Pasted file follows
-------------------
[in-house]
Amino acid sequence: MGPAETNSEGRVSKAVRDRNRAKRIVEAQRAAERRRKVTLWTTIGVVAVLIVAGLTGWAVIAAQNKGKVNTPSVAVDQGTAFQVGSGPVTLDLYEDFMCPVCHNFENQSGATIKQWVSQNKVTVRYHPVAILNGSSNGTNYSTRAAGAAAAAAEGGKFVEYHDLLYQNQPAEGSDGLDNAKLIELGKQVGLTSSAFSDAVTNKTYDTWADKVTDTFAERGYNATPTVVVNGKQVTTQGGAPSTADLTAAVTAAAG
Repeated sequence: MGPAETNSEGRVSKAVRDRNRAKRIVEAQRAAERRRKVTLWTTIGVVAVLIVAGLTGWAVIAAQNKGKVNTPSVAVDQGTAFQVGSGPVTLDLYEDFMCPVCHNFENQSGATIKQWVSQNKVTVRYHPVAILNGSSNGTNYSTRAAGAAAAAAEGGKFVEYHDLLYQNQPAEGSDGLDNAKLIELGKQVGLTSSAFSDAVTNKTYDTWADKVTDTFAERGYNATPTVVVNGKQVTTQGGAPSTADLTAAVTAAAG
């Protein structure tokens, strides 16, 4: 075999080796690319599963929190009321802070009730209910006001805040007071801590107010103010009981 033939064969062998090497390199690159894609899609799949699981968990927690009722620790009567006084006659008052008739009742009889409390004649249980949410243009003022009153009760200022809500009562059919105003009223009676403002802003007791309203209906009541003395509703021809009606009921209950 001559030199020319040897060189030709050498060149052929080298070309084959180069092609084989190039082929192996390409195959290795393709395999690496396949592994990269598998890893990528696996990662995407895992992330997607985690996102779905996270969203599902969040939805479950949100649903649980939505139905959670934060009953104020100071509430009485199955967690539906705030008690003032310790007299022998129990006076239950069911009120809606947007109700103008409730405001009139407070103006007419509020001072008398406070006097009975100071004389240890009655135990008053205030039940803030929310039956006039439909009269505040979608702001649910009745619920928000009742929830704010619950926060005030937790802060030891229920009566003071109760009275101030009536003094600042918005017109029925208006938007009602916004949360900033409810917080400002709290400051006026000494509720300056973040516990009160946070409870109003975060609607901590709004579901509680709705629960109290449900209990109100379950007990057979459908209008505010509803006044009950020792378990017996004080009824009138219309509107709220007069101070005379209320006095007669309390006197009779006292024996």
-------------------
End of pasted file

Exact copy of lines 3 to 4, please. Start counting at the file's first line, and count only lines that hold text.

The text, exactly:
Repeated sequence: MGPAETNSEGRVSKAVRDRNRAKRIVEAQRAAERRRKVTLWTTIGVVAVLIVAGLTGWAVIAAQNKGKVNTPSVAVDQGTAFQVGSGPVTLDLYEDFMCPVCHNFENQSGATIKQWVSQNKVTVRYHPVAILNGSSNGTNYSTRAAGAAAAAAEGGKFVEYHDLLYQNQPAEGSDGLDNAKLIELGKQVGLTSSAFSDAVTNKTYDTWADKVTDTFAERGYNATPTVVVNGKQVTTQGGAPSTADLTAAVTAAAG
């Protein structure tokens, strides 16, 4: 075999080796690319599963929190009321802070009730209910006001805040007071801590107010103010009981 033939064969062998090497390199690159894609899609799949699981968990927690009722620790009567006084006659008052008739009742009889409390004649249980949410243009003022009153009760200022809500009562059919105003009223009676403002802003007791309203209906009541003395509703021809009606009921209950 001559030199020319040897060189030709050498060149052929080298070309084959180069092609084989190039082929192996390409195959290795393709395999690496396949592994990269598998890893990528696996990662995407895992992330997607985690996102779905996270969203599902969040939805479950949100649903649980939505139905959670934060009953104020100071509430009485199955967690539906705030008690003032310790007299022998129990006076239950069911009120809606947007109700103008409730405001009139407070103006007419509020001072008398406070006097009975100071004389240890009655135990008053205030039940803030929310039956006039439909009269505040979608702001649910009745619920928000009742929830704010619950926060005030937790802060030891229920009566003071109760009275101030009536003094600042918005017109029925208006938007009602916004949360900033409810917080400002709290400051006026000494509720300056973040516990009160946070409870109003975060609607901590709004579901509680709705629960109290449900209990109100379950007990057979459908209008505010509803006044009950020792378990017996004080009824009138219309509107709220007069101070005379209320006095007669309390006197009779006292024996």